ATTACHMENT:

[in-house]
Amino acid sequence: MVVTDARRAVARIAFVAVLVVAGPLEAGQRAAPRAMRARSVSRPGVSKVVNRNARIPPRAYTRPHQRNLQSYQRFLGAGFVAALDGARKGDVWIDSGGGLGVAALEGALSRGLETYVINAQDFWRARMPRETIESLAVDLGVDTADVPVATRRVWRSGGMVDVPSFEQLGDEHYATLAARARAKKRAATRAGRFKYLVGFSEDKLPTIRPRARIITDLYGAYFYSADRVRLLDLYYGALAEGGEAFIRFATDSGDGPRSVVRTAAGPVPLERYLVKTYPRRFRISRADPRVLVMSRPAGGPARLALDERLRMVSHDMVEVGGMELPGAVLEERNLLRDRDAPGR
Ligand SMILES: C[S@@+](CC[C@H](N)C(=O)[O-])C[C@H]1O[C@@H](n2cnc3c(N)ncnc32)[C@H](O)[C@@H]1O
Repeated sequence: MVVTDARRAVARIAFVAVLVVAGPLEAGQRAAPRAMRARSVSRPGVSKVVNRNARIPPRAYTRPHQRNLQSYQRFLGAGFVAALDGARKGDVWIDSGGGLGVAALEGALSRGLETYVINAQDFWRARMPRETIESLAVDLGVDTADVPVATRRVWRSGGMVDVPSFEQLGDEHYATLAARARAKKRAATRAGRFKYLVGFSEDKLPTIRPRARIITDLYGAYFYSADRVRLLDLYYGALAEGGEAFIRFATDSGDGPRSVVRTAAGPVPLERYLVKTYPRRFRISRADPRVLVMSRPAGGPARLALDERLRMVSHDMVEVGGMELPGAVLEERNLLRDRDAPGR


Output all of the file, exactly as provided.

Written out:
[in-house]
Amino acid sequence: MVVTDARRAVARIAFVAVLVVAGPLEAGQRAAPRAMRARSVSRPGVSKVVNRNARIPPRAYTRPHQRNLQSYQRFLGAGFVAALDGARKGDVWIDSGGGLGVAALEGALSRGLETYVINAQDFWRARMPRETIESLAVDLGVDTADVPVATRRVWRSGGMVDVPSFEQLGDEHYATLAARARAKKRAATRAGRFKYLVGFSEDKLPTIRPRARIITDLYGAYFYSADRVRLLDLYYGALAEGGEAFIRFATDSGDGPRSVVRTAAGPVPLERYLVKTYPRRFRISRADPRVLVMSRPAGGPARLALDERLRMVSHDMVEVGGMELPGAVLEERNLLRDRDAPGR
Ligand SMILES: C[S@@+](CC[C@H](N)C(=O)[O-])C[C@H]1O[C@@H](n2cnc3c(N)ncnc32)[C@H](O)[C@@H]1O
Repeated sequence: MVVTDARRAVARIAFVAVLVVAGPLEAGQRAAPRAMRARSVSRPGVSKVVNRNARIPPRAYTRPHQRNLQSYQRFLGAGFVAALDGARKGDVWIDSGGGLGVAALEGALSRGLETYVINAQDFWRARMPRETIESLAVDLGVDTADVPVATRRVWRSGGMVDVPSFEQLGDEHYATLAARARAKKRAATRAGRFKYLVGFSEDKLPTIRPRARIITDLYGAYFYSADRVRLLDLYYGALAEGGEAFIRFATDSGDGPRSVVRTAAGPVPLERYLVKTYPRRFRISRADPRVLVMSRPAGGPARLALDERLRMVSHDMVEVGGMELPGAVLEERNLLRDRDAPGR